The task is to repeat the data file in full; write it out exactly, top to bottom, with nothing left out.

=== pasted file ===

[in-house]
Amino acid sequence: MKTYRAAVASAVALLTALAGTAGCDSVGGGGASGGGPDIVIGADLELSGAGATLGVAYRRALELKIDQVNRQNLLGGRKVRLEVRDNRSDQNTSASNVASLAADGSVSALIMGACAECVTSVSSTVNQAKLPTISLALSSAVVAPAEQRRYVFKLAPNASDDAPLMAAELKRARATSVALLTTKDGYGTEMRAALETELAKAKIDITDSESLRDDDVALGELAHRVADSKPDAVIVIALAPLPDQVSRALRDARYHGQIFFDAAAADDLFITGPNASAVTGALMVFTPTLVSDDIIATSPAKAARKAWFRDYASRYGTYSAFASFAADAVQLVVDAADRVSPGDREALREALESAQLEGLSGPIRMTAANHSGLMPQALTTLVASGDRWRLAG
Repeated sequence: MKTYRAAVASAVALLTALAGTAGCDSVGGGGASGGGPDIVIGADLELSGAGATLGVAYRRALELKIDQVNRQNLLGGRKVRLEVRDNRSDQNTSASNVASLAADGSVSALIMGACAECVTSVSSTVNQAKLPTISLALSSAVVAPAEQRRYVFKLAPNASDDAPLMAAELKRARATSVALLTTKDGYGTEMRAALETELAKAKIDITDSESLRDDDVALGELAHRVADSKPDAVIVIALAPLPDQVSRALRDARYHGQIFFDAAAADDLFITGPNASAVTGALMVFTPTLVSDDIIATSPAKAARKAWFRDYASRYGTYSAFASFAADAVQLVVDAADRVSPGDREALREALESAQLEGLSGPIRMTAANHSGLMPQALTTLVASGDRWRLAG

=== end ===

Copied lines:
[in-house]
Amino acid sequence: MKTYRAAVASAVALLTALAGTAGCDSVGGGGASGGGPDIVIGADLELSGAGATLGVAYRRALELKIDQVNRQNLLGGRKVRLEVRDNRSDQNTSASNVASLAADGSVSALIMGACAECVTSVSSTVNQAKLPTISLALSSAVVAPAEQRRYVFKLAPNASDDAPLMAAELKRARATSVALLTTKDGYGTEMRAALETELAKAKIDITDSESLRDDDVALGELAHRVADSKPDAVIVIALAPLPDQVSRALRDARYHGQIFFDAAAADDLFITGPNASAVTGALMVFTPTLVSDDIIATSPAKAARKAWFRDYASRYGTYSAFASFAADAVQLVVDAADRVSPGDREALREALESAQLEGLSGPIRMTAANHSGLMPQALTTLVASGDRWRLAG
Repeated sequence: MKTYRAAVASAVALLTALAGTAGCDSVGGGGASGGGPDIVIGADLELSGAGATLGVAYRRALELKIDQVNRQNLLGGRKVRLEVRDNRSDQNTSASNVASLAADGSVSALIMGACAECVTSVSSTVNQAKLPTISLALSSAVVAPAEQRRYVFKLAPNASDDAPLMAAELKRARATSVALLTTKDGYGTEMRAALETELAKAKIDITDSESLRDDDVALGELAHRVADSKPDAVIVIALAPLPDQVSRALRDARYHGQIFFDAAAADDLFITGPNASAVTGALMVFTPTLVSDDIIATSPAKAARKAWFRDYASRYGTYSAFASFAADAVQLVVDAADRVSPGDREALREALESAQLEGLSGPIRMTAANHSGLMPQALTTLVASGDRWRLAG